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From Wikipedia, the free encyclopedia

mv (short for move) is a Unix command that moves one or more files or directories from one place to another. The original filename or directory name is no longer accessible. The new filename may be same in another directory and/or a different filename. When the original and new files are on the same file system, mv will rename the file instead. Write permission is required on all directories being modified.


Conflicting existing file

When a filename is moved to an existing filename (in the same directory), the existing file is deleted. If the existing file is not writable but is in a directory that is writable, the mv command asks for confirmation ( if run from a terminal) before proceeding, unless the -f (force) option is used.

move versus copy and remove

Usually moving files within the same file system is not the same as copying and then removing the original. First a new link is added to the new directory then the original link is deleted. The data of file is not accessed. This is much it is faster than copy and remove. The file still has the same inode.

When moving files to a different file system, all files are copied and then all files are removed. If the copy fails (as in not enough space) none of the original files are removed and all of the copied files remain (and the volume remains full!). If the files are on one volume, an out of space condition cannot occur.

You cannot copy a file if you do not have read permissions, but you can move it if you have write permission to its old and new directories.

If you do not have write permission to a non-empty directory, you cannot delete this directory (since you cannot delete its contents); but you can move it.


Most versions[1] of mv support:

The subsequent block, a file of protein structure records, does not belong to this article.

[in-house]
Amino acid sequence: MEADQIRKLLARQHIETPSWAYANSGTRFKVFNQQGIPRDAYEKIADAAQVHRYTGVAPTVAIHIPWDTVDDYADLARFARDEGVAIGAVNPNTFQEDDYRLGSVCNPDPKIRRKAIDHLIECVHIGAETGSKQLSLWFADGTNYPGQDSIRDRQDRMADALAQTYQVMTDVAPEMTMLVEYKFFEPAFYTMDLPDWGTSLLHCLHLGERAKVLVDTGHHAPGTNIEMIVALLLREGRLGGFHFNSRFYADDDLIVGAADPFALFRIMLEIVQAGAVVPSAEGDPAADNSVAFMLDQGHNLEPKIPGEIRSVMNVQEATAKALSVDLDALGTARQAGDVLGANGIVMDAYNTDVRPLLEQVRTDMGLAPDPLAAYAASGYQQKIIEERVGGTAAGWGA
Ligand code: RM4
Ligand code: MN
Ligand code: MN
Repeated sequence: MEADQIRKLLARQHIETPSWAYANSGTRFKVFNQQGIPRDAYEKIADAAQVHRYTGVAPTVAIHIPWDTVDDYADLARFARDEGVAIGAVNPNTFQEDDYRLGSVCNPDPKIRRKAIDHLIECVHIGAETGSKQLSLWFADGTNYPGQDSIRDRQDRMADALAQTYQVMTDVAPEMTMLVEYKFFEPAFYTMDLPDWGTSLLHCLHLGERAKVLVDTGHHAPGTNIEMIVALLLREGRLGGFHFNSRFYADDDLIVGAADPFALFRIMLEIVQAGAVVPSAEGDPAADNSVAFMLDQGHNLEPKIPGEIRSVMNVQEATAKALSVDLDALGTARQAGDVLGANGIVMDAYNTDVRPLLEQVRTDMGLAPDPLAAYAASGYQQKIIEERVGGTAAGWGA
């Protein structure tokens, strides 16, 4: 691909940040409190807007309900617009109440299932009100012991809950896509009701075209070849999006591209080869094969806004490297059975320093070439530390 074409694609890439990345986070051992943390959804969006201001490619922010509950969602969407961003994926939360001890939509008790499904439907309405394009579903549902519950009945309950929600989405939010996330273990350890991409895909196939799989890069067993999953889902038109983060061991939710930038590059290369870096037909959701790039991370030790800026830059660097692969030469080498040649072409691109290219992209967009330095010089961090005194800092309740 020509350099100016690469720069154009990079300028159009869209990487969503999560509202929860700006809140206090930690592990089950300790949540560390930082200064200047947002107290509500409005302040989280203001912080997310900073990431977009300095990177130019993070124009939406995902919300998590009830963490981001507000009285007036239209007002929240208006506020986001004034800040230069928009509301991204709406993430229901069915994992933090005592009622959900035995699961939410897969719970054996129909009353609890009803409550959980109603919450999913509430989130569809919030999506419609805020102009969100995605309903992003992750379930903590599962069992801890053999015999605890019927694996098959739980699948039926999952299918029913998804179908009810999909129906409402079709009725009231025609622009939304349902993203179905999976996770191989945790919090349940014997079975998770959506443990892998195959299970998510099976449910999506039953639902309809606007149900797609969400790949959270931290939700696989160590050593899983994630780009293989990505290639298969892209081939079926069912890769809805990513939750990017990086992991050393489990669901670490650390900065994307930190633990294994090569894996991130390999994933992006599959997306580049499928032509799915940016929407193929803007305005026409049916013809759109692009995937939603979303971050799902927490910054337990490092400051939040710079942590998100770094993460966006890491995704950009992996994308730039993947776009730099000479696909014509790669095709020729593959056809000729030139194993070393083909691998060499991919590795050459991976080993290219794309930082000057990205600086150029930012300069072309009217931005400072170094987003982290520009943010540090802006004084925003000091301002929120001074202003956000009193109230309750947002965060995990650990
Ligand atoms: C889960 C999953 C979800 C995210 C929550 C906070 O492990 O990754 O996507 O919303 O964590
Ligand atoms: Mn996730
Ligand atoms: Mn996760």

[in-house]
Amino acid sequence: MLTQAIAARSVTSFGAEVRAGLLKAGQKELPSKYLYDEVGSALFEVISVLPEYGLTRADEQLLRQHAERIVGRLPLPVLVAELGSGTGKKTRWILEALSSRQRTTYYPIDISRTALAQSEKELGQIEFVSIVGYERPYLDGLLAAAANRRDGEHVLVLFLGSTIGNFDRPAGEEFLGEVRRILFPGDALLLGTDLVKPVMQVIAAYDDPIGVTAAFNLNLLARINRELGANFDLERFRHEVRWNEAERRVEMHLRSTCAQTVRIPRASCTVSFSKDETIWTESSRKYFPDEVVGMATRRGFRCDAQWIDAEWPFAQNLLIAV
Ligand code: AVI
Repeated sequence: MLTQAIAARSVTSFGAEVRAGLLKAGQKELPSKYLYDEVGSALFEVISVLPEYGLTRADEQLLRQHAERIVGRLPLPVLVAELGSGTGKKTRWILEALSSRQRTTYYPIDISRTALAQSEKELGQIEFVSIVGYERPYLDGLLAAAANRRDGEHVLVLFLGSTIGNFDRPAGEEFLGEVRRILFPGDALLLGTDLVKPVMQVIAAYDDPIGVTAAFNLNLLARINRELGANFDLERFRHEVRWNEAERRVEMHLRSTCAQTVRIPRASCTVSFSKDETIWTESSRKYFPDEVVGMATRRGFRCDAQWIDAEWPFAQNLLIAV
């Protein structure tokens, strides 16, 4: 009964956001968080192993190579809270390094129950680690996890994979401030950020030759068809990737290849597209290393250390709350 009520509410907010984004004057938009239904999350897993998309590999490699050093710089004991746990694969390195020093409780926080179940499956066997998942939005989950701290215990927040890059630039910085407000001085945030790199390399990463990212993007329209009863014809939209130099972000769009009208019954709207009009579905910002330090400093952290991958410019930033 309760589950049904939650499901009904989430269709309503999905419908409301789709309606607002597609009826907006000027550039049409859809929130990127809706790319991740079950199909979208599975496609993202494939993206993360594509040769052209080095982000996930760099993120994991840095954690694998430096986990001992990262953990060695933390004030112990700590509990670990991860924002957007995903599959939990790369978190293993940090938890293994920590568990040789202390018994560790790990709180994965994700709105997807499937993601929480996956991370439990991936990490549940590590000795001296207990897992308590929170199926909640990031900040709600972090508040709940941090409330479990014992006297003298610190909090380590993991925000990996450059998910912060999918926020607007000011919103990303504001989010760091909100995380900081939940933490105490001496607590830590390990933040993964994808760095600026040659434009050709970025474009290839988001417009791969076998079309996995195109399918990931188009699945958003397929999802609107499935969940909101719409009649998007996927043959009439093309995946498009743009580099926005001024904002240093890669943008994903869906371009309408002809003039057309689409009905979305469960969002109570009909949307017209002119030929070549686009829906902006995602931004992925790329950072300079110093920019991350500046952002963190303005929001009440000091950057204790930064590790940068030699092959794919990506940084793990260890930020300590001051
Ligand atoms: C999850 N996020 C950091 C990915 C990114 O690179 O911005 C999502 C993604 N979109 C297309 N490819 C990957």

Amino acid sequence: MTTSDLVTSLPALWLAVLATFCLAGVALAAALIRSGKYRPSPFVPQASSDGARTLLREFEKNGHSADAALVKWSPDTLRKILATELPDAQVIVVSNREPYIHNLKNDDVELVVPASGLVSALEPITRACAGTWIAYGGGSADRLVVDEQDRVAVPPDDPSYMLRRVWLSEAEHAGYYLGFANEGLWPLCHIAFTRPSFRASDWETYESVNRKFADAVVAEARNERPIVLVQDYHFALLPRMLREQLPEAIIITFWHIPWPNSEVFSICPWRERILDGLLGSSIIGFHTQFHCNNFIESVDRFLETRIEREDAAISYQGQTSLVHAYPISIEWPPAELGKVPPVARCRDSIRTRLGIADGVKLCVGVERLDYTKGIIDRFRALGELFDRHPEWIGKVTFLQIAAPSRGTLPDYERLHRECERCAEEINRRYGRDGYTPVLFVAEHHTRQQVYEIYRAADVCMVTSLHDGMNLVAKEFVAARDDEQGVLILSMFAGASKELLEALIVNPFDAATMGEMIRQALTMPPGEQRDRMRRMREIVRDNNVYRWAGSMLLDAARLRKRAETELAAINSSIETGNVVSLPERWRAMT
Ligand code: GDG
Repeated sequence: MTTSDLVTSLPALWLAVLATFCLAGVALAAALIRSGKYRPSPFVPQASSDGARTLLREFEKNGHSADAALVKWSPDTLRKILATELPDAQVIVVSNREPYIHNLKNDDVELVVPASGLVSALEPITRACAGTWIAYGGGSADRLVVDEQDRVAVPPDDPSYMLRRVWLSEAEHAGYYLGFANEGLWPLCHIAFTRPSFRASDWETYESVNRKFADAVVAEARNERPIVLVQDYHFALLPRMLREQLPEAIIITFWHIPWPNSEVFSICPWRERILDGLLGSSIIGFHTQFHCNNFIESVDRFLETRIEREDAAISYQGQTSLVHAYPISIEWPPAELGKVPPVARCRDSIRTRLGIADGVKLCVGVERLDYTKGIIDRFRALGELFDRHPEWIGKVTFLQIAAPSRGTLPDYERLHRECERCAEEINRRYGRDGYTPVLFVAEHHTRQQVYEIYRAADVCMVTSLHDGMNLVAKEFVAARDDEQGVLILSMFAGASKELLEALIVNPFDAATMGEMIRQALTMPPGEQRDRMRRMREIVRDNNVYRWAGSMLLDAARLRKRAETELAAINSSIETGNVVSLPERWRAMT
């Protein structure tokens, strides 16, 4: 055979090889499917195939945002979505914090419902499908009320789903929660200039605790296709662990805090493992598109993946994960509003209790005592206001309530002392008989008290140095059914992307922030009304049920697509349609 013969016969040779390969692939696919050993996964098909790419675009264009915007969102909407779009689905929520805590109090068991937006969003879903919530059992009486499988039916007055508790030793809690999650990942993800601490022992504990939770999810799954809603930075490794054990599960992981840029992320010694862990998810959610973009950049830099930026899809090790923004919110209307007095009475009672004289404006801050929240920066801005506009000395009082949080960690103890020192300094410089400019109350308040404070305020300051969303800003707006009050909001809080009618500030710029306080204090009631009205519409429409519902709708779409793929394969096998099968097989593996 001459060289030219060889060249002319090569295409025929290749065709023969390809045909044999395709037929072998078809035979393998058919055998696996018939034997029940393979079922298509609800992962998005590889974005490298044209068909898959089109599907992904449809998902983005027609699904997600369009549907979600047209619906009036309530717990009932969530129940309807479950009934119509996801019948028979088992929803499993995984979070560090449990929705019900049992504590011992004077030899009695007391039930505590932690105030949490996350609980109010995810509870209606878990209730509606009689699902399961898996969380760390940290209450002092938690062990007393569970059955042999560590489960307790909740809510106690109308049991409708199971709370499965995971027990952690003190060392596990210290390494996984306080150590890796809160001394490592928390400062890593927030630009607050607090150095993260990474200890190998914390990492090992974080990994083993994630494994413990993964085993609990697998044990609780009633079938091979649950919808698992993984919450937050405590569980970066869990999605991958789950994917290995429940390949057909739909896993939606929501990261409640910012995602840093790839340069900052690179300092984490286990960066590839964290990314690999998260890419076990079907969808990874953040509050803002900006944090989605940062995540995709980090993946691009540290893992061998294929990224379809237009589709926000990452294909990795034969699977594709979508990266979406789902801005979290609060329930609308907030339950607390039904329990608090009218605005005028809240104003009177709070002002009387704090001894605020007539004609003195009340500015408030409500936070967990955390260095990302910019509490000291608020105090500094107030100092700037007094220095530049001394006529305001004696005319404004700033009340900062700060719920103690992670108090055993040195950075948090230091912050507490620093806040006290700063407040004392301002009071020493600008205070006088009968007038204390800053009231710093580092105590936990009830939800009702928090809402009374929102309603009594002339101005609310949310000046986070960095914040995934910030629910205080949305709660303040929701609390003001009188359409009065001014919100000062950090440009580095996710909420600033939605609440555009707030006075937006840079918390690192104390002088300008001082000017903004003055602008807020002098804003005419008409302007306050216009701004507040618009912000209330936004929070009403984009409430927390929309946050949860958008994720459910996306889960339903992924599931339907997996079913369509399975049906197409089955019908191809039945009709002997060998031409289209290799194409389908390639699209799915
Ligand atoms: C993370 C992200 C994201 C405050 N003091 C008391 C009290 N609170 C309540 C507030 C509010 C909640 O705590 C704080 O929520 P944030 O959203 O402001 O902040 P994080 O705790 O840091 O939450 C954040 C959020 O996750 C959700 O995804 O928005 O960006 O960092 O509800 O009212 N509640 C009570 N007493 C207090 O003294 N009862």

• -h help by displaying additional options supported. Use man mv for details for the version on the system you are using.
  • -i interactively process, write a prompt to standard error before moving a file that would overwrite an existing file. If the response from the standard input begins with the character`y' or `Y', the move is attempted. (overrides previous -f or -n options.)
  • -n no overwriting of existing files. (overrides previous -f or -i options.)
  • -f force overwriting the destination (overrides previous -i or -n options).
  • -v verbose, shows filenames/directory names after they are moved.

Additional options (Use man mv for details):

  • -u update only when the original is newer than the destination or when the destination doesn't exist.
  • -b backup of existing destination using default ~ suffix.


mv myfile mynewfilename    renames a file
mv myfile otherfilename    renames a file and deletes the existing file "myfile"
mv myfile /myfile          moves 'myfile' from the current directory to the root directory
mv myfile dir/myfile       moves 'myfile' to 'dir/myfile' relative to the current directory
mv myfile dir              same as the previous command (the filename is implied to be the same)
mv myfile dir/myfile2      moves 'myfile' to dir and renames it to 'myfile2'
mv foo bar baz dir         moves multiple files to directory dir
mv --help                  shows a very concise help about the syntax of the command
man mv                     prints an extensive user manual for 'mv' in the terminal

In all cases, the file or files being moved or renamed can be a directory.

Note that when the command is called with two arguments (as mv name1 name2 or mv name1 /dir/name2), it can have three different effects, depending on whether name2 does not exist, is an existing file, or is an existing directory. If the user intends to refer to an existing directory, /. (or in some Unix versions / is sufficient) may be appended to the name to force the system to check this. To move a file to a new directory, the directory must be created first.

See also



Up to date as of January 15, 2010

Definition from Wiktionary, a free dictionary

See also .mv, mv, mv., mV, MV, and M/V




  1. former symbol for mendelevium; now Md


  • Anagrams of mv
  • VM

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